Lindsey Graham Received Campaign Donations From Firm Tied To Russian Oligarch

Jim Greenhill/CC BY 2.0/Flickr

GOP Sen. Lindsey Graham received $800,000 from a Ukrainian-born oligarch with ties to Putin's inner circle.

As President Donald Trump appears to sink deeper into legal trouble and special counsel Robert Mueller’s Russia investigation pushes forward, the relative silence of congressional Republicans becomes increasingly difficult to ignore.

But apart from the obvious reasons conservative lawmakers might steer clear of commenting on Trump’s situation — party loyalty and fear of inviting a presidential Twitter attack come to mind — it is worth remembering that several noteworthy Republicans have Russia links as well.

South Carolina Senator Lindsey Graham is one such lawmaker.

The Dallas Morning News reported last year that Graham was one of several Republican politicians to receive contributions from “a Ukrainian-born oligarch who is the business partner of two of Russian president Vladimir Putin's favorite oligarchs and a Russian government bank.”

During the last election, Ukrainian-born billionaire Leonard "Len" Blavatnik $6.35 million to Republican candidates and and incumbent senators, using two holding companies, Access Industries and AI Altep Holdings.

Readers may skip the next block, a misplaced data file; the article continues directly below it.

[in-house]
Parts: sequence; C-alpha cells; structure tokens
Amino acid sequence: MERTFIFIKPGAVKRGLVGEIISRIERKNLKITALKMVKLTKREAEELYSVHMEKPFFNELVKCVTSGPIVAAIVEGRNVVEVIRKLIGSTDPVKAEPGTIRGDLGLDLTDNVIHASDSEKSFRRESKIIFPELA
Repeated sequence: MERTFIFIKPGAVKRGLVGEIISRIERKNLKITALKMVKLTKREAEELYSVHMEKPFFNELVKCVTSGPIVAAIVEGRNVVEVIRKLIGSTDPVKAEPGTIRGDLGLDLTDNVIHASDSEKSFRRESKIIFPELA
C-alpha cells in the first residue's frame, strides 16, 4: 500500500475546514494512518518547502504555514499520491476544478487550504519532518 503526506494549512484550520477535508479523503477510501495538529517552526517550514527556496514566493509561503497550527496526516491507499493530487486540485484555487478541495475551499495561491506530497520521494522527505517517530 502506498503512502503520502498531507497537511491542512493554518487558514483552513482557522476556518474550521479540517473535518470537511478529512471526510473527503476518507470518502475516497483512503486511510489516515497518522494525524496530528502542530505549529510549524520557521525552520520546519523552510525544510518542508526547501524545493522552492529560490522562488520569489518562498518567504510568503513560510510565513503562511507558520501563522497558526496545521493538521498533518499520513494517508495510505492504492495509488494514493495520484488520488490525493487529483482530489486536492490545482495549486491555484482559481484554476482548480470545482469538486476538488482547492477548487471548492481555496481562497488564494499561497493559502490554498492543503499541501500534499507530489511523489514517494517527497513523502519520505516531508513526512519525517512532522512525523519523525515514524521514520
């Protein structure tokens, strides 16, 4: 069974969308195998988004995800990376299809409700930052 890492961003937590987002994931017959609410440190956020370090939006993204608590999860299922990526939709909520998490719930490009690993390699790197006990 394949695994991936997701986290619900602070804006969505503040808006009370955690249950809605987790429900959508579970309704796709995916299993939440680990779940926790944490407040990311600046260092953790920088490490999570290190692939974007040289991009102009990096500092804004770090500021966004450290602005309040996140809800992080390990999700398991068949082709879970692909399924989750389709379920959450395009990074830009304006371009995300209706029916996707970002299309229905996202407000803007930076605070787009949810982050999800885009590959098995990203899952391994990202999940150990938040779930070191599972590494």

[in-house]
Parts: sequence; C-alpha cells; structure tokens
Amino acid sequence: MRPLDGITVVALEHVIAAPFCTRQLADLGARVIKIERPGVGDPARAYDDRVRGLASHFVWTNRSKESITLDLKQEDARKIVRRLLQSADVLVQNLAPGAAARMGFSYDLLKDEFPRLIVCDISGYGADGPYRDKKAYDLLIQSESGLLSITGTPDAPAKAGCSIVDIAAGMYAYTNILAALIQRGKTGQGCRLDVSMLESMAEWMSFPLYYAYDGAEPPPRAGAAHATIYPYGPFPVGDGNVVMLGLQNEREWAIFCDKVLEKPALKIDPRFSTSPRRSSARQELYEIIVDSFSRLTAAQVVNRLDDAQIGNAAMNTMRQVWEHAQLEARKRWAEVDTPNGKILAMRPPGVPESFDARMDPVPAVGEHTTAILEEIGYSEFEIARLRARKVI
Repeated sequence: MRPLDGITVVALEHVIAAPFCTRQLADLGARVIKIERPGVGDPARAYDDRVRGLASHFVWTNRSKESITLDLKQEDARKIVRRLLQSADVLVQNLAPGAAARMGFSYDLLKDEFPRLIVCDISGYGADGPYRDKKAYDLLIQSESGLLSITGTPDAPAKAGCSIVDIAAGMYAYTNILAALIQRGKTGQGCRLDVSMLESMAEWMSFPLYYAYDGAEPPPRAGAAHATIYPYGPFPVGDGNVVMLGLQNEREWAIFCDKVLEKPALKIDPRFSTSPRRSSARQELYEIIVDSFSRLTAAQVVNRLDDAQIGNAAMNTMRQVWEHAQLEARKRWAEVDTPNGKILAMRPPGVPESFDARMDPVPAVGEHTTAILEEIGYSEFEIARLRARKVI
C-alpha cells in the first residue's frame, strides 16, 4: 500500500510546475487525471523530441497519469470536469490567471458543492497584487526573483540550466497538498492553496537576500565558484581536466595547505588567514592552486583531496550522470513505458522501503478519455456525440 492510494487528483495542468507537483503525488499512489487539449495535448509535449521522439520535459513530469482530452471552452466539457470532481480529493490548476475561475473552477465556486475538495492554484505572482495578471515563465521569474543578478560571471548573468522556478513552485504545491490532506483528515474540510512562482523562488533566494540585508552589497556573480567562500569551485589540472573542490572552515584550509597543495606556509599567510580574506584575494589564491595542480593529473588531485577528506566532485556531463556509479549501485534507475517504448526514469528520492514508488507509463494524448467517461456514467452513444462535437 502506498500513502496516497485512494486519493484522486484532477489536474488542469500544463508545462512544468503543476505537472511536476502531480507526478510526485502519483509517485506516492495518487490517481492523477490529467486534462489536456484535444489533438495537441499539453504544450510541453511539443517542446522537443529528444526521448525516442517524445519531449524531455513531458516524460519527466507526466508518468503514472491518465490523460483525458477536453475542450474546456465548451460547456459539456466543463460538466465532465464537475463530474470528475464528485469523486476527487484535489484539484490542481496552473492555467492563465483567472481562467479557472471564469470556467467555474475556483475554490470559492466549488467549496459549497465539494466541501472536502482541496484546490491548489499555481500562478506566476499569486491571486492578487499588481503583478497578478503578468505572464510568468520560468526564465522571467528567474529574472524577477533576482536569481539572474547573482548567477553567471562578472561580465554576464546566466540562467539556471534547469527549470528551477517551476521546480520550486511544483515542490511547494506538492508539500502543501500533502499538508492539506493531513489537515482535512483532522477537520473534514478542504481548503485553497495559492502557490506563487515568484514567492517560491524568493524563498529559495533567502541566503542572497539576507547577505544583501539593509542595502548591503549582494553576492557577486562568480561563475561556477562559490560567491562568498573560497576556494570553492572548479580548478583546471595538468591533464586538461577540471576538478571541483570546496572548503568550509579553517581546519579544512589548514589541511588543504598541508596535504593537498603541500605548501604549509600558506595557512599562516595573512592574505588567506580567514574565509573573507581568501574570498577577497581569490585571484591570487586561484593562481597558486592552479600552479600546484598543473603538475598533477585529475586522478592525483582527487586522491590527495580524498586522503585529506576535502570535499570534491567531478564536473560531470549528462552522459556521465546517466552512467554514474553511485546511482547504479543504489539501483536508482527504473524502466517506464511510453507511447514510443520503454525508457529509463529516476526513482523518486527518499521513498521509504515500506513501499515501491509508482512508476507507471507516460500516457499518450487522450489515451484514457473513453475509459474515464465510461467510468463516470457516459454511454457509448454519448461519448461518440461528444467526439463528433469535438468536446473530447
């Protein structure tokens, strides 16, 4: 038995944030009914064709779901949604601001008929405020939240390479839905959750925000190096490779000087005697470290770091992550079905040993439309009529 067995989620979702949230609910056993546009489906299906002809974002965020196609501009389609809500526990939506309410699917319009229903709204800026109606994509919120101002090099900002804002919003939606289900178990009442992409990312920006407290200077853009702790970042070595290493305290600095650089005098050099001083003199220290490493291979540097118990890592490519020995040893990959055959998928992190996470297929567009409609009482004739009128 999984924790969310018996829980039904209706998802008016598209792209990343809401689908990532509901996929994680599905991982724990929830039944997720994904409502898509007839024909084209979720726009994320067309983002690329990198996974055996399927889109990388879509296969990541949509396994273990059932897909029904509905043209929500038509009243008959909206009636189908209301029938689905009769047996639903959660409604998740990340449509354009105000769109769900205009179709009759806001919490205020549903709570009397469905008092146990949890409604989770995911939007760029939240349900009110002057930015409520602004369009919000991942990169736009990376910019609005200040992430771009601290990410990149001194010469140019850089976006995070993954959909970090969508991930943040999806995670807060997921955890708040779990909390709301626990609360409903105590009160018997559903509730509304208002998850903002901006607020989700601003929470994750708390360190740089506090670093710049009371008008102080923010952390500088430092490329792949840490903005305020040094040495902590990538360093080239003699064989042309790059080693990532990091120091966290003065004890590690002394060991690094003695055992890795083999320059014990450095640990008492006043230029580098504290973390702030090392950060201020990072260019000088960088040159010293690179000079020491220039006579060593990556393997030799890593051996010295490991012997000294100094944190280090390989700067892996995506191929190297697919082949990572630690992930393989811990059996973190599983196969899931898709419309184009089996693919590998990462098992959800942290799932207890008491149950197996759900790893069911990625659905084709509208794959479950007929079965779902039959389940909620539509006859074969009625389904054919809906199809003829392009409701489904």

Graham received $800,000 of that money.

Len Blavatnik, considered to be one of the richest men in Great Britain, holds dual citizenship in the U.S. and the U.K. He is known for his business savvy and generous philanthropy, but not without controversy.

Blavatnik's relationships with Russian oligarchs close to Putin, particularly Oleg Deripaska, should be worrisome for Trump and the six GOP leaders who took Blavatnik's money during the 2016 presidential campaign. Lucky for them no one has noticed. Yet.

Deripaska founded RUSAL, the second largest aluminum country in the world, and until earlier this year, he was the majority owner. In an agreement struck with the U.S. Treasury Department following financial difficulties due to Deripaska’s placement on the U.S. sanctions list, the billionaire stepped down as director and pledged to reduce his ownership stake to less than 50 percent.

According to The Dallas Morning News, Blavatnik owns a significant stake in the company as well and served on its Board until just two days after Trump was elected president.

Though Graham has been less shy than other Republicans about criticizing Trump on occasion, he was the first GOP lawmaker to signal openness to the president firing Attorney General Jeff Sessions, saying Thursday that Trump is “entitled to having an attorney general he has faith in” and “there will come a time sooner rather than later where it will be time to have a new face and a fresh voice at the Department of Justice”, according to CNN.

Trump has taken fresh aim at Sessions in recent days as his legal exposure has increased significantly.

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